For your reading pleasure (or displeasure, I’m afraid), check out my latest Civic Commons blog post on the he said, she said of women, journalism and political coverage. It includes the PowerPoint presentation with embedded video examples of just how egregious the slings have been.
So first – there were plenty of great speeches, we’re told, that came from non-female orators, and that’s great. Slate has posted the full video of four speeches if, like me, you missed them or most of them, including San Antonio Mayor Julian Castro, Former Ohio Gov. Ted Strickland (read the swooning over his speech – nice job!), Maryland Gov. Martin O’Malley and FLOTUS, of course. I only caught the last 10-15 minutes of Michelle Obama’s speech and from what I’m hearing, I did well to do that because it started out slow, some are saying.
I’m very sorry that I won’t be able to listen to Thursday morning’s WCPN Sound of Ideas live but I’m sure it will be excellent listening:
There’s been a lot of talk this Presidential campaign season about women’s issues. And much of the talking is being done by supporters of President Obama, who say the GOP — with its platform opposing abortion — is against women. Republican women, of course, take issue with that. A sluggish economy , which they pin on the president, is a bigger concern, they say. Defining and debating women’s issues and women’s votes, Thursday at 9:00 on The Sound of Ideas. Join Mike McIntyre for the discussion.
Connie Schultz, journalist
Charlotte Hays, director of cultural programs, Independent Women’s Forum
Justin S.Vaughn, assistant professor of political science, Boise State University
Mike McIntyre – have fun!! (No – really!)
On a day when the debate about math and gender popped up again, ironic that we learn of Sally Ride’s death. She was only 61. Thoughtful pieces:
Sally Ride, First American Woman in Space, Dies at 61 by my friend and BlogHer colleague, Prof. Kim Pearson
Sally Ride Science – this site was hard to get to yesterday after her death was announced – I hope the traffic continues
Remembering Sally Ride from the White House with videos
Pioneering NASA Astronaut Sally Ride Dies At Age 61 from TechCrunch
RIP Sally Ride by another woman in the space industry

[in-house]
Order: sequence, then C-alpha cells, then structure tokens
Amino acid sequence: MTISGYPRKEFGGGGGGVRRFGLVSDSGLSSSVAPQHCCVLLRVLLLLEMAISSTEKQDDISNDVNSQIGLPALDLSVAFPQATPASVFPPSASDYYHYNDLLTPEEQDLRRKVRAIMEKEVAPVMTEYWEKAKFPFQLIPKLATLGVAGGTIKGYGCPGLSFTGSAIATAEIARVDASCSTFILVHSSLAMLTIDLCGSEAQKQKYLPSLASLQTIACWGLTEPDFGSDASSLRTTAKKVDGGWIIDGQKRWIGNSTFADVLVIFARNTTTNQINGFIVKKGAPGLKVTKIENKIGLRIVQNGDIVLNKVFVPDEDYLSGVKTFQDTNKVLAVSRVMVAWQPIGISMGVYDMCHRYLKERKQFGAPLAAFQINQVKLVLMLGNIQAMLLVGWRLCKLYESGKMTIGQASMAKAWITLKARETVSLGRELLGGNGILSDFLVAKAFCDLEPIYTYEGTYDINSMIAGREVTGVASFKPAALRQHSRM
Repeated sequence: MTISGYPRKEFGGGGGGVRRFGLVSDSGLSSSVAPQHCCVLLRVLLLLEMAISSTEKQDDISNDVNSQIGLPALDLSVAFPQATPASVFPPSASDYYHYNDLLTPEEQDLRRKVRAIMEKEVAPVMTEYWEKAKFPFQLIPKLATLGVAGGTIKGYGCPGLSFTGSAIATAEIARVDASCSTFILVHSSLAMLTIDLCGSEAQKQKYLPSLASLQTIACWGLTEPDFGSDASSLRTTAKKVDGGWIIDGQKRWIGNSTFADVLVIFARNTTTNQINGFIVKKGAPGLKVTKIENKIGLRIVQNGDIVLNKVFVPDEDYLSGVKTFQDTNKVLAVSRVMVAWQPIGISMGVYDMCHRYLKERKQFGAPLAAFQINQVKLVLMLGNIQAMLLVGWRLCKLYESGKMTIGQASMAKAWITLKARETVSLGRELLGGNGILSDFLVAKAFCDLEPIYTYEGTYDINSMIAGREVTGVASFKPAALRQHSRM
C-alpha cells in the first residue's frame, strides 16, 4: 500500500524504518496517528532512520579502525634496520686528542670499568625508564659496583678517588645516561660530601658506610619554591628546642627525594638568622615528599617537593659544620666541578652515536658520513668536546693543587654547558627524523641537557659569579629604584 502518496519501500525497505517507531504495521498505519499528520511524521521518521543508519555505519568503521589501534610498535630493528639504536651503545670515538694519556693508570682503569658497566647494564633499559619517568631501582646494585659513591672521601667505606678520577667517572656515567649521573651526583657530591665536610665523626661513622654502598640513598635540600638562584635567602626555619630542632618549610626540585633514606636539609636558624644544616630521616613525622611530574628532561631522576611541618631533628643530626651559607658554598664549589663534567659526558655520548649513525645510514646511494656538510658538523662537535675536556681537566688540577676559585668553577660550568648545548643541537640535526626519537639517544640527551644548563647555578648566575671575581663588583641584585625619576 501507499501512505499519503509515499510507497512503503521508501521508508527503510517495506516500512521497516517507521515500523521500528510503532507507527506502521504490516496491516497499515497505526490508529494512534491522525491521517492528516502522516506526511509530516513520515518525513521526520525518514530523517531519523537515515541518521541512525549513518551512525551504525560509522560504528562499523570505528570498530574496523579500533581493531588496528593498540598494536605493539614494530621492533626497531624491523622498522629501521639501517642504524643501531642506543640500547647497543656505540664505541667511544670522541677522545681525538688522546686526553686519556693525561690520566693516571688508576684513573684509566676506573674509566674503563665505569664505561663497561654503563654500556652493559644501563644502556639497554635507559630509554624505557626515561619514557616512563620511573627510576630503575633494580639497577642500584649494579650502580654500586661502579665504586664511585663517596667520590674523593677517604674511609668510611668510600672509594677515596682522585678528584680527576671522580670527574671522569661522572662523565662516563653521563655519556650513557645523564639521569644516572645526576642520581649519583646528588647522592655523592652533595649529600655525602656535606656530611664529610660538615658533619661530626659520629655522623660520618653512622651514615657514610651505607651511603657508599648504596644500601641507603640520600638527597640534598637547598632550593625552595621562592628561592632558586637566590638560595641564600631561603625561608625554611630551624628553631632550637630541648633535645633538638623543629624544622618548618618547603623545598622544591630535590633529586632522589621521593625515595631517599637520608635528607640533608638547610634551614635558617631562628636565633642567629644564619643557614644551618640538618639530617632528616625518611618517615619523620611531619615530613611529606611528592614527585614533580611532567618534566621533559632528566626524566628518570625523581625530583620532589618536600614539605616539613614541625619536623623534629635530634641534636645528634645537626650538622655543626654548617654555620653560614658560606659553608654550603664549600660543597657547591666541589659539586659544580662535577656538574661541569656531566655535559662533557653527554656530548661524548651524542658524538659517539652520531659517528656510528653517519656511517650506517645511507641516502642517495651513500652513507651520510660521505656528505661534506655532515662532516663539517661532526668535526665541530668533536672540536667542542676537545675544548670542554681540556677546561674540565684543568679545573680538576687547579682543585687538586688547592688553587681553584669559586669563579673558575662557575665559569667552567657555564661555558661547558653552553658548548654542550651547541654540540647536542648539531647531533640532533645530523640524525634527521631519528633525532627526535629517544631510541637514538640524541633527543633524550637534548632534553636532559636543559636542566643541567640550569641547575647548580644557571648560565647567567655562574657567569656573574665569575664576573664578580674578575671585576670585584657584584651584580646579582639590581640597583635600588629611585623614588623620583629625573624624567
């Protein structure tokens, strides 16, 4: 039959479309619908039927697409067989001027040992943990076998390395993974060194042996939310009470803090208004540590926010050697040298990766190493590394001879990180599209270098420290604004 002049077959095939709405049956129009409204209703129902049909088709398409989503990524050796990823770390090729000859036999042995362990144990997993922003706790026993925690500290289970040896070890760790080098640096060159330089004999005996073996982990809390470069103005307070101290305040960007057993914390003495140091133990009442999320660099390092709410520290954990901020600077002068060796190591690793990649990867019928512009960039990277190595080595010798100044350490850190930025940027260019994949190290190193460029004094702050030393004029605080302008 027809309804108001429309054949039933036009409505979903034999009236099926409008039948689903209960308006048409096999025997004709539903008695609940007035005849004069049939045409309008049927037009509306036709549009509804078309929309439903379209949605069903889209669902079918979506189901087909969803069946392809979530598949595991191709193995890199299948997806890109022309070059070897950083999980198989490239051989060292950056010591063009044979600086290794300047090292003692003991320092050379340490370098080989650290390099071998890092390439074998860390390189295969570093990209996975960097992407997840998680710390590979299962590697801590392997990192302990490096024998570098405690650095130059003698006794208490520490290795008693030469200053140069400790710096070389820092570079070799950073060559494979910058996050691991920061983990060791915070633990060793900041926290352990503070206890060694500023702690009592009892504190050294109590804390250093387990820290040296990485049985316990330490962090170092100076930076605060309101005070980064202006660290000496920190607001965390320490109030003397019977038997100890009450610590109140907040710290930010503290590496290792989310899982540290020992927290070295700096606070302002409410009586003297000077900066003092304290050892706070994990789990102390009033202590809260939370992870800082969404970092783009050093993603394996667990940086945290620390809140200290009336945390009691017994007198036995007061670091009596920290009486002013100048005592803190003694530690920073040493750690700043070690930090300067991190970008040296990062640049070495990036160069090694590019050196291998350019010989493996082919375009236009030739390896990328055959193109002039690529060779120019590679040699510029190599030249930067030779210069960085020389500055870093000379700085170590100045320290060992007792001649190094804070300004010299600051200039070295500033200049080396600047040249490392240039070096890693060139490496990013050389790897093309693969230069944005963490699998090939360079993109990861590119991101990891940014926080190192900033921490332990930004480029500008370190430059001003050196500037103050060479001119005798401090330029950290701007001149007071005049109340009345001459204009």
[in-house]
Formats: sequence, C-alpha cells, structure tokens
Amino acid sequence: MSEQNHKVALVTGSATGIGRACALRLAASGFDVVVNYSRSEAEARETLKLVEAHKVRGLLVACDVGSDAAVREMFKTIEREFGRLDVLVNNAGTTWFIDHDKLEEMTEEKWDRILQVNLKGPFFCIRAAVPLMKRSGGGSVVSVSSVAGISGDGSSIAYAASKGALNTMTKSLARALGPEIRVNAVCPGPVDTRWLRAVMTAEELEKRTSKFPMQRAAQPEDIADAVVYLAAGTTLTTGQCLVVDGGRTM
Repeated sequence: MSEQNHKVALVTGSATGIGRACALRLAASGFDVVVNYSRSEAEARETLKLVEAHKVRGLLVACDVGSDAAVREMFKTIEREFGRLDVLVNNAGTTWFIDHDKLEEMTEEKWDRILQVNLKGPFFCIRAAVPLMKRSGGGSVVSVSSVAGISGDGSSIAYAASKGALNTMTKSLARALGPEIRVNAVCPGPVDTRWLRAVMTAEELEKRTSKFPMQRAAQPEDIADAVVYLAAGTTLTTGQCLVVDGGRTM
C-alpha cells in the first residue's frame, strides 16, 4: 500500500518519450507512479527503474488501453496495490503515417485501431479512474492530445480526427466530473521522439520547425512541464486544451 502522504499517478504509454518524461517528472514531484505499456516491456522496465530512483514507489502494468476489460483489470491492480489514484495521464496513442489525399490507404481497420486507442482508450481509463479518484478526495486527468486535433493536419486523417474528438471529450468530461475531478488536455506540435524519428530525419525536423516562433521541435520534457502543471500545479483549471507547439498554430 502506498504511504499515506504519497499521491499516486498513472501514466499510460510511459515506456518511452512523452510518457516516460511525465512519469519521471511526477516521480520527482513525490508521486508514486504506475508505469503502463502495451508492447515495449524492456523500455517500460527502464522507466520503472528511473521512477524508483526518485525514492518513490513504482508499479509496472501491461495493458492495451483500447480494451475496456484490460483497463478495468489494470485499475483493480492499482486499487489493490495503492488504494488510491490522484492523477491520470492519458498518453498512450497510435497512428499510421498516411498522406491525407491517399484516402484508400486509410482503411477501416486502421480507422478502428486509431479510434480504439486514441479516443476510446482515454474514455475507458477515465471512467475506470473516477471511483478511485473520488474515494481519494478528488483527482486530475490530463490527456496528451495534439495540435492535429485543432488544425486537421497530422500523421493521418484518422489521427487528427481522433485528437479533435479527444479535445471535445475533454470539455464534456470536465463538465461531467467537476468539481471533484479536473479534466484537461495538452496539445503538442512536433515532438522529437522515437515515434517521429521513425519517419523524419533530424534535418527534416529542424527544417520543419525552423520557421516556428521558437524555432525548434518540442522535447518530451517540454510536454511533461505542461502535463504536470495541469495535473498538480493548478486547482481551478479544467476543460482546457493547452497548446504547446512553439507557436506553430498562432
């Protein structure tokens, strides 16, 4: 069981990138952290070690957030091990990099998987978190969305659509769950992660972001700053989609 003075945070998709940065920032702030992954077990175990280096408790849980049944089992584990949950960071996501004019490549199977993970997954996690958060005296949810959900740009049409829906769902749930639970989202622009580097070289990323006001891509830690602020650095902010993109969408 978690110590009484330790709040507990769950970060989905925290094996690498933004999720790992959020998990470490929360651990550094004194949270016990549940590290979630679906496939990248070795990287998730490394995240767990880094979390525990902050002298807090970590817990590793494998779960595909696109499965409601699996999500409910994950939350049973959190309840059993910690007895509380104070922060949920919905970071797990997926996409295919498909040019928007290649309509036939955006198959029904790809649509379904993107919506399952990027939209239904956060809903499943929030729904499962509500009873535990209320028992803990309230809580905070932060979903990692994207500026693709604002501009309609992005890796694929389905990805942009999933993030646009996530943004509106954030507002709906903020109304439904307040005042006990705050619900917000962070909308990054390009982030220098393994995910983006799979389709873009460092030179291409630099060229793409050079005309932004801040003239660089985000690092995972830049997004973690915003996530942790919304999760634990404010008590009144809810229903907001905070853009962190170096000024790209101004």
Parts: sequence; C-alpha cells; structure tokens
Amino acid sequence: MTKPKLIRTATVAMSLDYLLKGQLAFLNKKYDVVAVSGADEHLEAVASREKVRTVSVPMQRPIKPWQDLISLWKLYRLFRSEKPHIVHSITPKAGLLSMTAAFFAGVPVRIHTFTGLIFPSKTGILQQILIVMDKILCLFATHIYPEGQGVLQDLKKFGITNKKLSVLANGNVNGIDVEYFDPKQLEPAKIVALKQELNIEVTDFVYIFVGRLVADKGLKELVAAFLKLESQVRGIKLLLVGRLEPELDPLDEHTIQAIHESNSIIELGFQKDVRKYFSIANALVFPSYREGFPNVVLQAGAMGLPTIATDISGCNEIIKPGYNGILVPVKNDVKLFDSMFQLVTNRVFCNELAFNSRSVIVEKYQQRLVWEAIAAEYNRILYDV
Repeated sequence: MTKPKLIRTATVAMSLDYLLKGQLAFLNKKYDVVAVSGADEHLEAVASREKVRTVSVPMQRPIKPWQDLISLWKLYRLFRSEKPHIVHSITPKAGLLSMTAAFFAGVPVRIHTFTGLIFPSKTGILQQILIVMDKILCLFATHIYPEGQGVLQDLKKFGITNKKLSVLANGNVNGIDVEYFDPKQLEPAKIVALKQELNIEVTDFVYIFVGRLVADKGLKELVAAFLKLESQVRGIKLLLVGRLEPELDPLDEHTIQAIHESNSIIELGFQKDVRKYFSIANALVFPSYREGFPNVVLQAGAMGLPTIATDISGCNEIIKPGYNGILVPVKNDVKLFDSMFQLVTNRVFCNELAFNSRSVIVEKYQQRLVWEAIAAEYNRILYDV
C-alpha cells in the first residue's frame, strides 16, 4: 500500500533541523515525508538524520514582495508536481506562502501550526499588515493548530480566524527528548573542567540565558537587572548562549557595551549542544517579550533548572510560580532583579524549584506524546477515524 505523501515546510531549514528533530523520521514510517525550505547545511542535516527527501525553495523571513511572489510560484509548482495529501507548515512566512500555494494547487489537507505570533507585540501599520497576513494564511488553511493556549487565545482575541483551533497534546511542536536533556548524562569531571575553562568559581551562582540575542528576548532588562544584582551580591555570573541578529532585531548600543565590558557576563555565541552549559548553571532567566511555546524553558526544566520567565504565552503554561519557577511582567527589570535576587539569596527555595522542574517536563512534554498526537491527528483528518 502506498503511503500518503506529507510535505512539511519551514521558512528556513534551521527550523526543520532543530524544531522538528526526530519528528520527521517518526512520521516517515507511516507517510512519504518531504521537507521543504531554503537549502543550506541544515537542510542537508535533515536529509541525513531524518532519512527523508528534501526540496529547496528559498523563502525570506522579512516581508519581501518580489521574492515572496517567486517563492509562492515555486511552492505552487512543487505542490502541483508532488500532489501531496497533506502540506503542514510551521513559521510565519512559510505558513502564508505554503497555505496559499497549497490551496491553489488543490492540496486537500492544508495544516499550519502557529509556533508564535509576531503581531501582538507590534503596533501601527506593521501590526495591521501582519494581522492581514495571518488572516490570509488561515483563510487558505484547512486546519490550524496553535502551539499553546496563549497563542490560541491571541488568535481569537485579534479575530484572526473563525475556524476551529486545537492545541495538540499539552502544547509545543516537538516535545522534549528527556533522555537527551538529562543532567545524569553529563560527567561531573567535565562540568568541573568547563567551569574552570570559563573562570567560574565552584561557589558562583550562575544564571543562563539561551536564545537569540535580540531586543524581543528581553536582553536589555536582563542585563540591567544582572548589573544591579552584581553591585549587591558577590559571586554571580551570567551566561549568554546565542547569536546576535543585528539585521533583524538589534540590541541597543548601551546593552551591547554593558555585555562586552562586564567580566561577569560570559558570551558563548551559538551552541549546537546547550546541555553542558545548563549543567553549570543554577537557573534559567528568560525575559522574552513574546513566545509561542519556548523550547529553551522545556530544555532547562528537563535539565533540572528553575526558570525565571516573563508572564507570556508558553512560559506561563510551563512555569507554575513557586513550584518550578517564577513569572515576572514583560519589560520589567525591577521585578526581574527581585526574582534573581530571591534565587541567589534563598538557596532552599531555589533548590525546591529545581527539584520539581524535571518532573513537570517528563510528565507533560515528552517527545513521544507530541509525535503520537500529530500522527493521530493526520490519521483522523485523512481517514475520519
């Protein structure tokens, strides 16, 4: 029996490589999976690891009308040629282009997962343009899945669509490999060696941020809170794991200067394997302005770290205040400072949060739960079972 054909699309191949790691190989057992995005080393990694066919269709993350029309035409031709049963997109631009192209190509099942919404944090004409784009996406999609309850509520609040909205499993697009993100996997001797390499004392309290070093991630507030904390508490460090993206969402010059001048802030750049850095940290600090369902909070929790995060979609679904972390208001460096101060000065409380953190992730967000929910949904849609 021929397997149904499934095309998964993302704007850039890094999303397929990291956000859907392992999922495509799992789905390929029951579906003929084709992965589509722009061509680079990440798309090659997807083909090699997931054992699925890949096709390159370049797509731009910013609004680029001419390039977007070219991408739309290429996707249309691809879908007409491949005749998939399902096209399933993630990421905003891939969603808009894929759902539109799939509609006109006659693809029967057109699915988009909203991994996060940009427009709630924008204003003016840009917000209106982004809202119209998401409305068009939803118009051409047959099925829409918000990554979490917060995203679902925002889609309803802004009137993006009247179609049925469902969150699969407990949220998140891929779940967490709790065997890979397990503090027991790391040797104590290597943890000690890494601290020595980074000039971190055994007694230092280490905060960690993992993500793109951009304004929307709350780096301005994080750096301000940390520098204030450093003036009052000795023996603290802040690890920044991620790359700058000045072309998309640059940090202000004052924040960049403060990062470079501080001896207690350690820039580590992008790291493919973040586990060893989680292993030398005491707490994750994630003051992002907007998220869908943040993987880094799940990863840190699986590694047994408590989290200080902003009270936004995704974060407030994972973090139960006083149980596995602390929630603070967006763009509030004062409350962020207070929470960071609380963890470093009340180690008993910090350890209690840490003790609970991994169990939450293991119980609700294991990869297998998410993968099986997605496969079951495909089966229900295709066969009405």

Sadly, there’s also some incredibly nasty, obnoxious stuff being put out there – pure linkbait – so I won’t link to it, but sheesh, give it a rest, people.
When will we see that headline? Because I saw the one I describe at the end of this sentence over an AP story in the Plain Dealer today and countless variations are all over the place regarding Marissa Mayer’s ascension at Yahoo. This is what we call pure unadultered linkbait: “All eyes on Yahoo’s mom-to-be chief exec.”
Really? Really? As if we will ever see, “All eyes on Yahoo’s dad-to-be chief exec.” Please.
MarketWatch had it right: Wall Street to Yahoo’s Mayer: Why Bother? or some other variation of the mammoth challenge related to her…JOB. Even an article discussing what should be disclosed is acceptable. But seriously. From now on, media? When a guy ascends to the top of a Fortune 500 company, you better run several graphs if not entire articles about the man’s obligations and circumstances outside of the C-suite. This is just ridiculous.
Because I have not seen enough or many women-oriented sites covering this. I’m not sure what’s up with that, and it’s absent from all along the political spectrum.
From Minnesota Public Radio which seems to be covering it well: Sexual Assault in the US Military
The Daily Beast: Lackland Rape Scandal Shines Spotlight On Military Failure
Short answer? None.
Long answer? Read his full analysis here. An excerpt of how he breaks it down:
Actually, Mr. Romney has a bit of a problem. The Republican women with the most traditional qualifications for the vice presidency tend to be moderates, especially on abortion choice, probably making them unacceptable to the Republican base. Another group of up-and-coming female governors and senators may not be adequately seasoned for the rigors of the campaign trail. The few exceptions are probably too old, or too controversial, to be smart choices with swing voters. It has nothing to do with their gender, but any of the women that Mr. Romney might choose would be at least a little risky.
Then again, when I watch stuff like the new Political Animals, all I can think about is how primal people’s quest for power can be. Unsavory doesn’t begin to describe it.
Of course it’s not me but her name is Jill. I could give her my See Jill Run shirts even.
She’s the Green Party’s candidate, a Harvard/Harvard M.D., age 62. Kinda rockin’. Check her out:
Jill Stein’s candidate website
Update: Let’s add Teri Christoph and ShePac to the list of folks who could easily give a statement on the Young Guns gender imbalance. This is not gotcha – I don’t care or have illusions about what the conservative women’s orgs will say about this matter. But the silence is deafening, as they say. In the ShePac solicitation email, after all, it says, “Support, Honor & Elect conservative women.”
I don’t get it but then I don’t know if I ever will. How exactly are the women conservatives coming up through the system again? I’d be okay with groups like the Republican National Committee Women (which has a sidebar list of elected Republican women), Smart Girl Politics or the National Federation of Republican Women making some comment, any comment about this – I’d just like to hear their rationale – or their anger – related to the dearth of women being named to this program. Do they really not thinking anything about this at all?
If this sounds like old news, it is – I wrote about this several times in the past and the program didn’t do any better previously in terms of recruiting women. Then again, apparently there’s a growing belief that the Republican recruiting isn’t going well in the Senate side either no matter the gender.